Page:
Gen. Edward M. McCook was a career soldier who rose through the ranks. His horse is of near-pure Morgan extraction, an excellent example of the “plump and pleasing” outlines which made these horses easy to identify. Note the wavy or kinky texture to the hairs of the mane and tail. McCook was an excellent rider; note the horned stock saddle. The bitting is of great interest; while it shows the usual martingale on the snaffle, the curb reins articulate with a very short-shanked “Baucher bit” by means of a loose-jointed metal “slobber strap.” This style of bitting would be used on a horse that was easy to control.
An anonymous trooper, part of a Wisconsin troop, at the Siege of Atlanta in 1864. His horse is what we might call “standard-issue Army,” Thoroughbred/Morgan with more emphasis on the Morgan. It is heavy-bodied, with a very beautiful shoulder and powerful hindquarters. The neck is lovely and the limbs and hooves very correct. The Army sought horses of just this type as being practical and durable. The soldier sits very well, and his horse bridles obediently with, however, some tendency to break at the third vertebra. Of interest here is that there is no snaffle rein; the martingale is used on the curb.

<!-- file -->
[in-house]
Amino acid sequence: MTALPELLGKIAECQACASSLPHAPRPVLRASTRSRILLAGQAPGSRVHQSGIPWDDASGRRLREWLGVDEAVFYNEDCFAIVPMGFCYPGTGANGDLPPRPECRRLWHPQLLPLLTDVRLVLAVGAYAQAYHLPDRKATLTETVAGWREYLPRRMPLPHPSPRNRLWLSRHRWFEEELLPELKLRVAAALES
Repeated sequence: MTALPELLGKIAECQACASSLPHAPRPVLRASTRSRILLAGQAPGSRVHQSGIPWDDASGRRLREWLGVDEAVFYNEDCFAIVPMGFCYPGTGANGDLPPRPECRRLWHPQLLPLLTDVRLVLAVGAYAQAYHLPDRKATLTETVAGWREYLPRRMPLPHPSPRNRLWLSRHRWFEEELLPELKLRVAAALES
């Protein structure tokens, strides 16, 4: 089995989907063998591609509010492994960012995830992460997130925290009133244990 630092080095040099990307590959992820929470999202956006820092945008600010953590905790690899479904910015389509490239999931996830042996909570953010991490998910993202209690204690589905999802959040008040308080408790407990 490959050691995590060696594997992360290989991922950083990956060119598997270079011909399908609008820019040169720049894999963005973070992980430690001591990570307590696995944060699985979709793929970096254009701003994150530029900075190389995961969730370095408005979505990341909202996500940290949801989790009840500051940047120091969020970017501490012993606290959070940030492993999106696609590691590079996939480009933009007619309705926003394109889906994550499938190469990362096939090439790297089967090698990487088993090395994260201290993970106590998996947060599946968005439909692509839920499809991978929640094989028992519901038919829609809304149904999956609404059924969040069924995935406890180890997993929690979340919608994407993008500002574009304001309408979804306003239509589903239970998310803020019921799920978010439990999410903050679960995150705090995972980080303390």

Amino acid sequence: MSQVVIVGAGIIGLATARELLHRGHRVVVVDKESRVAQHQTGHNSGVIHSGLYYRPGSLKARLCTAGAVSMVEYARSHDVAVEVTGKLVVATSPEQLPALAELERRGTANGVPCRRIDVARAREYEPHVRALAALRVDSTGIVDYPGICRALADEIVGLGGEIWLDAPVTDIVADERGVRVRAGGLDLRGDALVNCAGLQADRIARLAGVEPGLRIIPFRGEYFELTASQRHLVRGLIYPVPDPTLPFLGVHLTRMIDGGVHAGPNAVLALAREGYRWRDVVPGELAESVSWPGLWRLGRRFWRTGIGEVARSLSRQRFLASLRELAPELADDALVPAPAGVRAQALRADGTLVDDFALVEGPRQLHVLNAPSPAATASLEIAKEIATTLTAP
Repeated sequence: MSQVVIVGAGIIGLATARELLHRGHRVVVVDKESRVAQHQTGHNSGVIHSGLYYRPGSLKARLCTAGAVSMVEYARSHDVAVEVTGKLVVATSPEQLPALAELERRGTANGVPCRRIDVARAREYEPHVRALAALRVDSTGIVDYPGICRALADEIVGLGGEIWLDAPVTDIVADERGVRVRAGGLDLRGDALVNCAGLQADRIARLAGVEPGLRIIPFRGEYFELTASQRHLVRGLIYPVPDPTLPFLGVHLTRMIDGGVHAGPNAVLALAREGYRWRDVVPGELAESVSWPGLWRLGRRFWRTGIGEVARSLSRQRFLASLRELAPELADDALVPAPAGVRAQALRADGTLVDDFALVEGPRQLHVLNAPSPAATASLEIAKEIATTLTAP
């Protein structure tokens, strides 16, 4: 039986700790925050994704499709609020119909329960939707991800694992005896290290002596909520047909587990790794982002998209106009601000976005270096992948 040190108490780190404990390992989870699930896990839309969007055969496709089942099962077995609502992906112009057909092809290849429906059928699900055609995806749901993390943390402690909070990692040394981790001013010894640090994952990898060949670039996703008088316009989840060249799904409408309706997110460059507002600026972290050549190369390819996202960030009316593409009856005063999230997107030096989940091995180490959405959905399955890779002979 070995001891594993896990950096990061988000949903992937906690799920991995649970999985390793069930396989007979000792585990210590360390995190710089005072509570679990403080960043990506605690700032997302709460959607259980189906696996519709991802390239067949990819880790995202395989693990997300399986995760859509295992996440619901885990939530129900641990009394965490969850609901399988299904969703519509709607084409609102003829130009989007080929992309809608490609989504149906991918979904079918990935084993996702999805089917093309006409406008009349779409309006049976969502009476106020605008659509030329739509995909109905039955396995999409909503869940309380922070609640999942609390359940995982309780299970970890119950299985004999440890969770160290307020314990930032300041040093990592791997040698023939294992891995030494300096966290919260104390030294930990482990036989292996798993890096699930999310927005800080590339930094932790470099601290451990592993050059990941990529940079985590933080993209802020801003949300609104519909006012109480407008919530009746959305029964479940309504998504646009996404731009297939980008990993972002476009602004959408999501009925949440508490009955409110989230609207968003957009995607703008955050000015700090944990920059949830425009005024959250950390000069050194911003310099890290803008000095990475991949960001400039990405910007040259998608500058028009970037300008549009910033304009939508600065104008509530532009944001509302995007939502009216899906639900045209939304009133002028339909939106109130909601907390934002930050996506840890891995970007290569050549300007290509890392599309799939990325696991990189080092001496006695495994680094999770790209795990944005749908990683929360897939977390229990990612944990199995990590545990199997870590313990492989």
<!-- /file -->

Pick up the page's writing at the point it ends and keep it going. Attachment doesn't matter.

Allan Pinkerton, head of the Secret Service, at Antietam in 1862. Abraham Lincoln (bearded, white shirt and bow tie, top hat) is visible inside the tent behind him. Pinkerton is posing on an Army-issue “guest horse,” a Morgan
There’s no inexpertise with this rider. This 1863 photo of Capt. Charles H. Howard shows one of the bravest and most capable of Army men, a despatch rider. The horse is a handsome Morgan/Thoroughbred cross. Note the leather breast-collar and crupper. Captain Howard’s mount is equipped with regulation double bridle, but instead of the typical S-shanked cavalry bit he uses a short-shanked Weymouth.
Capt. Edward A. Flint posed for this shot with his Morgan-type horse in 1864. This is a fine view not only of typical Morgan conformation, but the regulation McClellan saddle. The horse is in a straight-shanked bit with no bridoon or noseband.